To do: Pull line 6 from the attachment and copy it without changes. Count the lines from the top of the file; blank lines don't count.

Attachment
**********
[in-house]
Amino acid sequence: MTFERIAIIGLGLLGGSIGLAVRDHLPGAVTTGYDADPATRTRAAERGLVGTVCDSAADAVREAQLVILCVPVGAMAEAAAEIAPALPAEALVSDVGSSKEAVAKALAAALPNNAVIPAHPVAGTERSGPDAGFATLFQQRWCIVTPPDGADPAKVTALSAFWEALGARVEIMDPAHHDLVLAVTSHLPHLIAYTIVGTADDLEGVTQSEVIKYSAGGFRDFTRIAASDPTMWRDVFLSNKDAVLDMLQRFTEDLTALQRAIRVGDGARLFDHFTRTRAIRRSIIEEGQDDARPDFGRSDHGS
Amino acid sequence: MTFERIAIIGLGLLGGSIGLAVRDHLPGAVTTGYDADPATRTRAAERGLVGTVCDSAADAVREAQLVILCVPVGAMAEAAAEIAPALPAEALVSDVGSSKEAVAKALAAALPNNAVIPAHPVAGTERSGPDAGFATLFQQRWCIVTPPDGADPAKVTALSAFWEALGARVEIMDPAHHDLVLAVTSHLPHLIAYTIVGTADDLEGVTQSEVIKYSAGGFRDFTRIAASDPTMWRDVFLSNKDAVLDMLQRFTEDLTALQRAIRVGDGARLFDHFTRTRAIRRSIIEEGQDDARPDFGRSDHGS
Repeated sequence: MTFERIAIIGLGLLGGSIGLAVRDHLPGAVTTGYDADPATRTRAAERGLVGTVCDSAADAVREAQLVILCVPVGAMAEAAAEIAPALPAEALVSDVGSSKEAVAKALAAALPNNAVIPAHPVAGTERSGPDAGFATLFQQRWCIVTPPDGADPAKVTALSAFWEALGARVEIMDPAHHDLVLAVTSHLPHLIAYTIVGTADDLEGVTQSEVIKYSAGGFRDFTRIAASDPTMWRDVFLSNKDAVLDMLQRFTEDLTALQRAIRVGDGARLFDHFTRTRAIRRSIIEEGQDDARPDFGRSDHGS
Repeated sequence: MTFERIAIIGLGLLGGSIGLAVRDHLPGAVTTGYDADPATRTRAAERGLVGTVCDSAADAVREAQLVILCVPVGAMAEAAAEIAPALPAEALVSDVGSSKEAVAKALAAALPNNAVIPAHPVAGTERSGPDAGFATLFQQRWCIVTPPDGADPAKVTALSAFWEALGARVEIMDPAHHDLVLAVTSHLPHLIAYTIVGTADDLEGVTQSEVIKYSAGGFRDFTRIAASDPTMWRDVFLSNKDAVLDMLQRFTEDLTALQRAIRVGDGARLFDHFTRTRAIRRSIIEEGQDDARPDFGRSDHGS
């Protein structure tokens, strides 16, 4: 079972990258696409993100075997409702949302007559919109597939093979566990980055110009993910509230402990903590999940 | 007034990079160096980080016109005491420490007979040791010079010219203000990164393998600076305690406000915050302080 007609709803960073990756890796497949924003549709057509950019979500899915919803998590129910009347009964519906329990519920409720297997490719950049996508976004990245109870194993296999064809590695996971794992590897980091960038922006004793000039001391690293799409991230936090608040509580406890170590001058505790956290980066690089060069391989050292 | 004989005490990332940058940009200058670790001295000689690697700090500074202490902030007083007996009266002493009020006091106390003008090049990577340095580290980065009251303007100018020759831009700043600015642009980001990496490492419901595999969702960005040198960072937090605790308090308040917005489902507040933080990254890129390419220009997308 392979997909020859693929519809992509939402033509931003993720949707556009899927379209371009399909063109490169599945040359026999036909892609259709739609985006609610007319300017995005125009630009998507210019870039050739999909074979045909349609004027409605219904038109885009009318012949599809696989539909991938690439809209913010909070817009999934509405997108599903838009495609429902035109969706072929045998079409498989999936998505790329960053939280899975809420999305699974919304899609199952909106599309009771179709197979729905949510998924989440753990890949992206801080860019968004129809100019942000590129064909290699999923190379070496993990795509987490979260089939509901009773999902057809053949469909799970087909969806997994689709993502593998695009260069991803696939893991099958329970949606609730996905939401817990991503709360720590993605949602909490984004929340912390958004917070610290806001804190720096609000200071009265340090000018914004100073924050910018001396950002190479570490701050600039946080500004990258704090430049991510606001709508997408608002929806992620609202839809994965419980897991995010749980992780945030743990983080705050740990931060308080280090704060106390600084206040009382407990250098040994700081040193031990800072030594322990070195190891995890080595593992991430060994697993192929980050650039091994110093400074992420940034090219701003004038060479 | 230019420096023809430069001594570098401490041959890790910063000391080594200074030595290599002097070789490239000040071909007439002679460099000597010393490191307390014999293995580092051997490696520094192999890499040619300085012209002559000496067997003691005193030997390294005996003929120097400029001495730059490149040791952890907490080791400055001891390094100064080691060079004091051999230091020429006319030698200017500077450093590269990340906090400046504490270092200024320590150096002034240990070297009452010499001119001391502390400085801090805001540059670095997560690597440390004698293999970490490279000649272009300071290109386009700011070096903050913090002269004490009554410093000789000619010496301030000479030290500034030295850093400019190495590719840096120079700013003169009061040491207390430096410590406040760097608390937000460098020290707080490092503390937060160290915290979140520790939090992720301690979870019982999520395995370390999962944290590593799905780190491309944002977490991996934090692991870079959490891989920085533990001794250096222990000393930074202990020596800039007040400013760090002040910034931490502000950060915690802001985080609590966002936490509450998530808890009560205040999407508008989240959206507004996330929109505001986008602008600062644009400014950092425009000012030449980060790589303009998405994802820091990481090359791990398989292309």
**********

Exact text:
């Protein structure tokens, strides 16, 4: 079972990258696409993100075997409702949302007559919109597939093979566990980055110009993910509230402990903590999940 | 007034990079160096980080016109005491420490007979040791010079010219203000990164393998600076305690406000915050302080 007609709803960073990756890796497949924003549709057509950019979500899915919803998590129910009347009964519906329990519920409720297997490719950049996508976004990245109870194993296999064809590695996971794992590897980091960038922006004793000039001391690293799409991230936090608040509580406890170590001058505790956290980066690089060069391989050292 | 004989005490990332940058940009200058670790001295000689690697700090500074202490902030007083007996009266002493009020006091106390003008090049990577340095580290980065009251303007100018020759831009700043600015642009980001990496490492419901595999969702960005040198960072937090605790308090308040917005489902507040933080990254890129390419220009997308 392979997909020859693929519809992509939402033509931003993720949707556009899927379209371009399909063109490169599945040359026999036909892609259709739609985006609610007319300017995005125009630009998507210019870039050739999909074979045909349609004027409605219904038109885009009318012949599809696989539909991938690439809209913010909070817009999934509405997108599903838009495609429902035109969706072929045998079409498989999936998505790329960053939280899975809420999305699974919304899609199952909106599309009771179709197979729905949510998924989440753990890949992206801080860019968004129809100019942000590129064909290699999923190379070496993990795509987490979260089939509901009773999902057809053949469909799970087909969806997994689709993502593998695009260069991803696939893991099958329970949606609730996905939401817990991503709360720590993605949602909490984004929340912390958004917070610290806001804190720096609000200071009265340090000018914004100073924050910018001396950002190479570490701050600039946080500004990258704090430049991510606001709508997408608002929806992620609202839809994965419980897991995010749980992780945030743990983080705050740990931060308080280090704060106390600084206040009382407990250098040994700081040193031990800072030594322990070195190891995890080595593992991430060994697993192929980050650039091994110093400074992420940034090219701003004038060479 | 230019420096023809430069001594570098401490041959890790910063000391080594200074030595290599002097070789490239000040071909007439002679460099000597010393490191307390014999293995580092051997490696520094192999890499040619300085012209002559000496067997003691005193030997390294005996003929120097400029001495730059490149040791952890907490080791400055001891390094100064080691060079004091051999230091020429006319030698200017500077450093590269990340906090400046504490270092200024320590150096002034240990070297009452010499001119001391502390400085801090805001540059670095997560690597440390004698293999970490490279000649272009300071290109386009700011070096903050913090002269004490009554410093000789000619010496301030000479030290500034030295850093400019190495590719840096120079700013003169009061040491207390430096410590406040760097608390937000460098020290707080490092503390937060160290915290979140520790939090992720301690979870019982999520395995370390999962944290590593799905780190491309944002977490991996934090692991870079959490891989920085533990001794250096222990000393930074202990020596800039007040400013760090002040910034931490502000950060915690802001985080609590966002936490509450998530808890009560205040999407508008989240959206507004996330929109505001986008602008600062644009400014950092425009000012030449980060790589303009998405994802820091990481090359791990398989292309």